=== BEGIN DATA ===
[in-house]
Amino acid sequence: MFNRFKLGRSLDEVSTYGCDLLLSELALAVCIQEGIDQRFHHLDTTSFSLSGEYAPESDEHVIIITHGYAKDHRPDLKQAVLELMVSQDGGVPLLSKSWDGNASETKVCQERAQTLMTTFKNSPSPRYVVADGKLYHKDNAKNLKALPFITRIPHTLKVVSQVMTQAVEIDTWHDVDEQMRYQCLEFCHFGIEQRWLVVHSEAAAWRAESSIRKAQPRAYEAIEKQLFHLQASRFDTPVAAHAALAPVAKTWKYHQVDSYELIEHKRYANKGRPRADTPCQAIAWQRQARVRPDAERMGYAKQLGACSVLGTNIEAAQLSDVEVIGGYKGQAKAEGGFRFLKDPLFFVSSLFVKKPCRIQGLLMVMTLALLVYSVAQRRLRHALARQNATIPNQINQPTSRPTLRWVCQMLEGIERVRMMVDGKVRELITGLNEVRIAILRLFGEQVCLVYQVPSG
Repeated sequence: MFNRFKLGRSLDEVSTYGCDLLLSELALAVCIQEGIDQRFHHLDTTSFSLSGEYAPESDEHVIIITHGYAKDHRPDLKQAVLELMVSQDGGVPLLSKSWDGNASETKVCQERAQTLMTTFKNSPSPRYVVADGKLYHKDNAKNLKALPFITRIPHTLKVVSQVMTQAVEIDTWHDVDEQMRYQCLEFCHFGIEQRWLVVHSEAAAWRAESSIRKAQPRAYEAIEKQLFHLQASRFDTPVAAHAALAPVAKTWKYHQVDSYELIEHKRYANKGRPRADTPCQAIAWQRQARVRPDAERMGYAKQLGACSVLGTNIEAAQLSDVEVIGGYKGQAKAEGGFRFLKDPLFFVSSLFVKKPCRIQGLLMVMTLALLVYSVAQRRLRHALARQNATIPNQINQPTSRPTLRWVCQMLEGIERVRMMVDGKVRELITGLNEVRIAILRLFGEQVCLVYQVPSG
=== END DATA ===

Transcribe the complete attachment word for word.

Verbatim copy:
[in-house]
Amino acid sequence: MFNRFKLGRSLDEVSTYGCDLLLSELALAVCIQEGIDQRFHHLDTTSFSLSGEYAPESDEHVIIITHGYAKDHRPDLKQAVLELMVSQDGGVPLLSKSWDGNASETKVCQERAQTLMTTFKNSPSPRYVVADGKLYHKDNAKNLKALPFITRIPHTLKVVSQVMTQAVEIDTWHDVDEQMRYQCLEFCHFGIEQRWLVVHSEAAAWRAESSIRKAQPRAYEAIEKQLFHLQASRFDTPVAAHAALAPVAKTWKYHQVDSYELIEHKRYANKGRPRADTPCQAIAWQRQARVRPDAERMGYAKQLGACSVLGTNIEAAQLSDVEVIGGYKGQAKAEGGFRFLKDPLFFVSSLFVKKPCRIQGLLMVMTLALLVYSVAQRRLRHALARQNATIPNQINQPTSRPTLRWVCQMLEGIERVRMMVDGKVRELITGLNEVRIAILRLFGEQVCLVYQVPSG
Repeated sequence: MFNRFKLGRSLDEVSTYGCDLLLSELALAVCIQEGIDQRFHHLDTTSFSLSGEYAPESDEHVIIITHGYAKDHRPDLKQAVLELMVSQDGGVPLLSKSWDGNASETKVCQERAQTLMTTFKNSPSPRYVVADGKLYHKDNAKNLKALPFITRIPHTLKVVSQVMTQAVEIDTWHDVDEQMRYQCLEFCHFGIEQRWLVVHSEAAAWRAESSIRKAQPRAYEAIEKQLFHLQASRFDTPVAAHAALAPVAKTWKYHQVDSYELIEHKRYANKGRPRADTPCQAIAWQRQARVRPDAERMGYAKQLGACSVLGTNIEAAQLSDVEVIGGYKGQAKAEGGFRFLKDPLFFVSSLFVKKPCRIQGLLMVMTLALLVYSVAQRRLRHALARQNATIPNQINQPTSRPTLRWVCQMLEGIERVRMMVDGKVRELITGLNEVRIAILRLFGEQVCLVYQVPSG